It was not the tale Eorwyda hoped to find, but in her spirit’s depths she knew it must be true. A story invented could not have been half so bitter, so unsatisfying.

After the Youth’s death, the Brothers’ fortunes fared no better than before. The Warrior sought the honest warriors he had heard of, but the band was fallen into a tyrant’s service–a fell malicious idiot who wrought more harm than the most cunning warlock. To his shame, so great was his desperation for purpose–and darker yet, to reek vengeance on the world which so cruelly ruined the Youth–the Warrior still offered his sword.

Yet the fallen warriors had heard tales of him–of his temper and the madness he’d often been whispered to hide by those who knew him in his hometown. Even when serving a fool, they felt they couldn’t trust a lunatic by their sides in battle. Thus they sent him away, saying they would consider his offer, and it was only when many months passed that he realized they never considered him at all. He despaired for a time, his disgrace complete, and for the first time his resolve broke. Thus it was the writer who fought to offer what hope he could to his brother.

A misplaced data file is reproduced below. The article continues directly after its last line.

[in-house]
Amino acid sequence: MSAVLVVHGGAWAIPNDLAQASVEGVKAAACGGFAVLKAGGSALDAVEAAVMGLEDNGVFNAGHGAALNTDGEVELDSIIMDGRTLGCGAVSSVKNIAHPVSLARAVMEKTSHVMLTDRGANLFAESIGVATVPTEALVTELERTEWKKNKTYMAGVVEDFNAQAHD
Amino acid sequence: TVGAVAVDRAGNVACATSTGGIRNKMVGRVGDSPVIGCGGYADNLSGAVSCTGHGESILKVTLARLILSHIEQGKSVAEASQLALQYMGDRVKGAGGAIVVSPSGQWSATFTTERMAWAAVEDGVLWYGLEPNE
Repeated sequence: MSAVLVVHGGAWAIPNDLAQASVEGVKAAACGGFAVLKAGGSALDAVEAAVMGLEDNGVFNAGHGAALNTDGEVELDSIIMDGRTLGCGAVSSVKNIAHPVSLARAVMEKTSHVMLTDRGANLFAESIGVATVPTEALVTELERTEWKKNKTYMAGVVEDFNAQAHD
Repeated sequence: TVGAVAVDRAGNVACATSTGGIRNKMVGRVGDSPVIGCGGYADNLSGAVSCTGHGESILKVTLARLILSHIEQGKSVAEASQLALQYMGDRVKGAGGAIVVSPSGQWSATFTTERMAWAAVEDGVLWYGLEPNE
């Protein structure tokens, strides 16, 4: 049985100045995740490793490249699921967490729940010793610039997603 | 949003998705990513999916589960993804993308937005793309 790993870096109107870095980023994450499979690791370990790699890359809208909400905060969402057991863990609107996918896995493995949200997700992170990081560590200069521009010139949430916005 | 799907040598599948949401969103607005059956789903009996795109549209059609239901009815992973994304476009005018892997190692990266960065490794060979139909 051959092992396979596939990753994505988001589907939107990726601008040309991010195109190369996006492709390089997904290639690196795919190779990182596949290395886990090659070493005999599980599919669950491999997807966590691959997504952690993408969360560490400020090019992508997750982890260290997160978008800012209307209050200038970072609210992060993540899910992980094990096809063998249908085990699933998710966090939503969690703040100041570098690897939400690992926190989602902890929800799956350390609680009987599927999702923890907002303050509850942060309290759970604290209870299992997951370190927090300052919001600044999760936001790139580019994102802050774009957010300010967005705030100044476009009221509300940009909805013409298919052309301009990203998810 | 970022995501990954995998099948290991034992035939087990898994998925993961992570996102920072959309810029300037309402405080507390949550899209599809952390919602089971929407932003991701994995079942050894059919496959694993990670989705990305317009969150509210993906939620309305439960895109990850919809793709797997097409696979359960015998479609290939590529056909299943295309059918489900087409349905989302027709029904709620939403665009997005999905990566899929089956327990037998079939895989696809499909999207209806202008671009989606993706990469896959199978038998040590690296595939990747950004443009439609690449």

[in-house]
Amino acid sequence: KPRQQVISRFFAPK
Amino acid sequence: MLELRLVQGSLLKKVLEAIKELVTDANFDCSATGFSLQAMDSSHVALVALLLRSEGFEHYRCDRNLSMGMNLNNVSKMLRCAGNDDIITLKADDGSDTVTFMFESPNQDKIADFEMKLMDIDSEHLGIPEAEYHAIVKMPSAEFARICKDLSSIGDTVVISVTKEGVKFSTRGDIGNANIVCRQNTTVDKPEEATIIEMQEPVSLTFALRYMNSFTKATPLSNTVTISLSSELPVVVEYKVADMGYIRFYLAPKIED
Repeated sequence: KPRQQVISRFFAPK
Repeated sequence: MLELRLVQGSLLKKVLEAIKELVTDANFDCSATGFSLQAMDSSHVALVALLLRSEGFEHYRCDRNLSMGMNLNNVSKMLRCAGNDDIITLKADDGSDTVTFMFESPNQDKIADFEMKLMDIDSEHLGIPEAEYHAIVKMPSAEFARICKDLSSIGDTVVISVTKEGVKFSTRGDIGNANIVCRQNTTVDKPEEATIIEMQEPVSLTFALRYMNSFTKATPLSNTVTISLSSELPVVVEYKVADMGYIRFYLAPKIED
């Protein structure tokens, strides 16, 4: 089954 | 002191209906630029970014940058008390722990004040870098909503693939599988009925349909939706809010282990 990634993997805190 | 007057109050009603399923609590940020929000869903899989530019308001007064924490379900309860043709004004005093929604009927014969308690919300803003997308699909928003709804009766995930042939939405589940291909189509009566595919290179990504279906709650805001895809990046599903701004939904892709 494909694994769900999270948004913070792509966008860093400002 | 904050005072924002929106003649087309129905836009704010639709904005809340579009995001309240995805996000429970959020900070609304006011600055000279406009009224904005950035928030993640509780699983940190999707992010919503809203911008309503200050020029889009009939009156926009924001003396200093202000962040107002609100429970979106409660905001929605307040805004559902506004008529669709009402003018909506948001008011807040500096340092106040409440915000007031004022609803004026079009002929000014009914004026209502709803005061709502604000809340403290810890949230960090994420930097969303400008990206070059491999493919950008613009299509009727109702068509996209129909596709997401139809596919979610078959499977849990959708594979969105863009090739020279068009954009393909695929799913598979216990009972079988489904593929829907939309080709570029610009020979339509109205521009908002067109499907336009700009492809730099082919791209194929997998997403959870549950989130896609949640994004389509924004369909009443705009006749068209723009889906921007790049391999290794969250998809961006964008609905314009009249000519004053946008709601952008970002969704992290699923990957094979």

“I swear to you, with each new attempt my tale becomes the greater,” the Writer said, and truly he believed it did. “It’s true that the first lord I sought had no interest in it, but there are many dozens I may send word to–one must surely take it before our coin runs out!” And thus he sent many a letter offering his tale up for patronage, and at first he met the blows with almost a warrior’s discipline himself. He was hopeful, for nary a letter told him that the story he described seemed unworthy–it simply wasn’t what they sought at the moment.